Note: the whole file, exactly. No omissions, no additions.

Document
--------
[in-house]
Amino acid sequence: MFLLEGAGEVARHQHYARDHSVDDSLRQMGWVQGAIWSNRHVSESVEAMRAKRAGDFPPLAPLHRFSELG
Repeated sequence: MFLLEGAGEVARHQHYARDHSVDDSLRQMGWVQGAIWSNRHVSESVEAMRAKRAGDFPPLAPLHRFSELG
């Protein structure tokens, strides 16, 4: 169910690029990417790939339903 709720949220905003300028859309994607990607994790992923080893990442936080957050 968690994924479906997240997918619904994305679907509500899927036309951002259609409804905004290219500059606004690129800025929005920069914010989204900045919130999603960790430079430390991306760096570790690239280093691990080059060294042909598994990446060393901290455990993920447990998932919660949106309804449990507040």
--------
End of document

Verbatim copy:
[in-house]
Amino acid sequence: MFLLEGAGEVARHQHYARDHSVDDSLRQMGWVQGAIWSNRHVSESVEAMRAKRAGDFPPLAPLHRFSELG
Repeated sequence: MFLLEGAGEVARHQHYARDHSVDDSLRQMGWVQGAIWSNRHVSESVEAMRAKRAGDFPPLAPLHRFSELG
């Protein structure tokens, strides 16, 4: 169910690029990417790939339903 709720949220905003300028859309994607990607994790992923080893990442936080957050 968690994924479906997240997918619904994305679907509500899927036309951002259609409804905004290219500059606004690129800025929005920069914010989204900045919130999603960790430079430390991306760096570790690239280093691990080059060294042909598994990446060393901290455990993920447990998932919660949106309804449990507040």